Monday, June 23, 2008
In response, our POD from somebody calling themself "2goats":
Karl Rove is, I respectfully submit, more evil genius than Lord Cheney. He first managed to sell the pampered wealthy son of a failed President as ‘the kind of guy you could have a beer with.’ AND got him elected despite losing. Then, after 4 years of awful governance, including the largest casualties on U.S. soil since the Civil War, the complete destruction of American foreign policy and getting us trapped in a land war in Asia, the S.O.B. got his AWOL reservist buddy elected as more fiercely patriotic than a multi-decorated hero of the last fiasco. Won a majority of votes on a “safety” platform for the guy who sat in stunned ignorance while the Twin Towers fell. Making a pot smokin’, hoop playin’ Chicago community organizer/pol come off as an arrogant country club martini swiller, that’s just a morning’s work for Karl. What a guy!
We will talk some other time about why John F. Kennedy is my hero. For now, we will simply stipulate that he is.
I posted an excerpt from President Kennedy's acceptance speech at the 1960 Democratic National Convention on Jesus' General a while back and have decided to reprint the entire speech here.
As I read it, I am amazed at how relevant the remarks Mr. Kennedy delivered on that July night at the Los Angeles Memorial Coliseum nearly 50 years ago now remain to we Democrats today. As you will see, by merely updating of some of the historical references and by changing the name Nixon to McCain, it is a speech that could be delivered (and to great effect) by the Democratic nominee for president in 2008.
One note of interest. The speech as written was better than the speech as delivered. This surprised me, given John F. Kennedy's well-deserved reputation as a one of the greatest orators in American history. However, listening to a tape of the speech reveals that he strayed from the text a few times, and I think to his detriment. Still, it was a very effective presentation. But it could have been better, would have been better, had he delivered it word-for-word.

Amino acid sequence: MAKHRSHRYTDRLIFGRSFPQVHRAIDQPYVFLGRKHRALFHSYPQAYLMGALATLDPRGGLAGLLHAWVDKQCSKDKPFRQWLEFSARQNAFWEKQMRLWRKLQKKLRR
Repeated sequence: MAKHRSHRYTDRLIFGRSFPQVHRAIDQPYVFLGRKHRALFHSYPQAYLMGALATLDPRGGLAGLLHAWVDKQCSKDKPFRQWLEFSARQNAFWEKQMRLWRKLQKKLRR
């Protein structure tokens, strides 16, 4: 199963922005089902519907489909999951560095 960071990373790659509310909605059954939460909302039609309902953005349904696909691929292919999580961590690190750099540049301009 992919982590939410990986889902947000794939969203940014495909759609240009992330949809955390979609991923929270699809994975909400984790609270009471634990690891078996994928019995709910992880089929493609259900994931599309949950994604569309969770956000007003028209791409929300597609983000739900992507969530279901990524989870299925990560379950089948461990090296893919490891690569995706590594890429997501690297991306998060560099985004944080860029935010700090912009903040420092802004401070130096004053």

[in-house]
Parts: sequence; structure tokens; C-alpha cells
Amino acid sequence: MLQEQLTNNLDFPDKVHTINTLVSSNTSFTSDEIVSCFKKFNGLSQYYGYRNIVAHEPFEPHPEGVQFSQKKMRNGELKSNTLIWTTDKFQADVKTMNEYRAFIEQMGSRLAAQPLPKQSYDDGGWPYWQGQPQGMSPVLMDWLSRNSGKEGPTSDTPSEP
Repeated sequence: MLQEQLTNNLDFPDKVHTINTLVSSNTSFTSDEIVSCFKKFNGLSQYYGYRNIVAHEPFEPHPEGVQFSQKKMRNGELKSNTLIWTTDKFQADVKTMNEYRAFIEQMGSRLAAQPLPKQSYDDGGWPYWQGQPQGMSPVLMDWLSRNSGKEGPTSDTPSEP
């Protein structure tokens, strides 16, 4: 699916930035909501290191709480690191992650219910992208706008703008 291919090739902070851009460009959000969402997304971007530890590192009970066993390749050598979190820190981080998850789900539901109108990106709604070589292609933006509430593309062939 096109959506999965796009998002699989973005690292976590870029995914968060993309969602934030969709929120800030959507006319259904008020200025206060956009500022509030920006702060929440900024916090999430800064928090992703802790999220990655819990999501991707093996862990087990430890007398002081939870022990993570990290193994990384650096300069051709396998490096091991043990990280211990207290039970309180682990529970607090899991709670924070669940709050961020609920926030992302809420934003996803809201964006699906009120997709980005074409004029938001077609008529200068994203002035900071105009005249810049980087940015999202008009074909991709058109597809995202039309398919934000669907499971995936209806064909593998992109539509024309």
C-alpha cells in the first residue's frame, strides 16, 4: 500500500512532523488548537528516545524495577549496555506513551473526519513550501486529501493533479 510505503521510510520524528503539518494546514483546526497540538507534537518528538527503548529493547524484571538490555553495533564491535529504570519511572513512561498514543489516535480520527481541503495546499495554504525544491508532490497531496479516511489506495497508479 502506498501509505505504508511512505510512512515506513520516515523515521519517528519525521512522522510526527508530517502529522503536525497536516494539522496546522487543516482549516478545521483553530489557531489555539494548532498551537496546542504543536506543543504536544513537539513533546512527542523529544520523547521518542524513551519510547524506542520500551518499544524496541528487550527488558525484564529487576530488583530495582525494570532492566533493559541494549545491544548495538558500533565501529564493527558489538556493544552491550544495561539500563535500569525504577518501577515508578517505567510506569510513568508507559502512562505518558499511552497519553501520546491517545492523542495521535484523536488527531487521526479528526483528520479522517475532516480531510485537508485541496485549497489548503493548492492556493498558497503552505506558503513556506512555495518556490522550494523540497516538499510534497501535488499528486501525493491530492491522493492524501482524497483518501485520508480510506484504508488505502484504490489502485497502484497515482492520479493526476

The link to the speech is: http://www.presidency.ucsb.edu/ws/index.php?pid=25966
The link to the recording is: http://www.presidency.ucsb.edu/mediaplay.php?id=25966&admin=35
Address of Senator John F. Kennedy Accepting the Democratic Party Nomination for the Presidency of the United States - Memorial Coliseum, Los Angeles
July 15th, 1960
(Except for proper names, BOLD type has been added by the author of this post)
Governor Stevenson, Senator Johnson, Mr. Butler, Senator Symington, Senator Humphrey, Speaker Rayburn, Fellow Democrats, I want to express my thanks to Governor Stevenson for his generous and heart-warming introduction.
It was my great honor to place his name in nomination at the 1956 Democratic Convention, and I am delighted to have his support and his counsel and his advice in the coming months ahead.
With a deep sense of duty and high resolve, I accept your nomination.
I accept it with a full and grateful heart--without reservation--and with only one obligation--the obligation to devote every effort of body, mind and spirit to lead our Party back to victory and our Nation back to greatness.
I am grateful, too, that you have provided me with such an eloquent statement of our Party's platform. Pledges which are made so eloquently are made to be kept. "The Rights of Man"--the civil and economic rights essential to the human dignity of all men--are indeed our goal and our first principles. This is a Platform on which I can run with enthusiasm and conviction.
And I am grateful, finally, that I can rely in the coming months on so many others--on a distinguished running-mate who brings unity to our ticket and strength to our Platform, Lyndon Johnson--on one of the most articulate statesmen of our time, Adlai Stevenson--on a great spokesman for our needs as a Nation and a people, Stuart Symington--and on that fighting campaigner whose support I welcome, President Harry S. Truman-- on my traveling companion in Wisconsin and West Virginia, Senator Hubert Humphrey. On Paul Butler, our devoted and courageous Chairman.
I feel a lot safer now that they are on my side again. And I am proud of the contrast with our Republican competitors. For their ranks are apparently so thin that not one challenger has come forth with both the competence and the courage to make theirs an open convention.
I am fully aware of the fact that the Democratic Party, by nominating someone of my faith, has taken on what many regard as a new and hazardous risk--new, at least since 1928. But I look at it this way: the Democratic Party has once again placed its confidence in the American people, and in their ability to render a free, fair judgment. And you have, at the same time, placed your confidence in me, and in my ability to render a free, fair judgment--to uphold the Constitution and my oath of office--and to reject any kind of religious pressure or obligation that might directly or indirectly interfere with my conduct of the Presidency in the national interest. My record of fourteen years supporting public education--supporting complete separation of church and state--and resisting pressure from any source on any issue should be clear by now to everyone.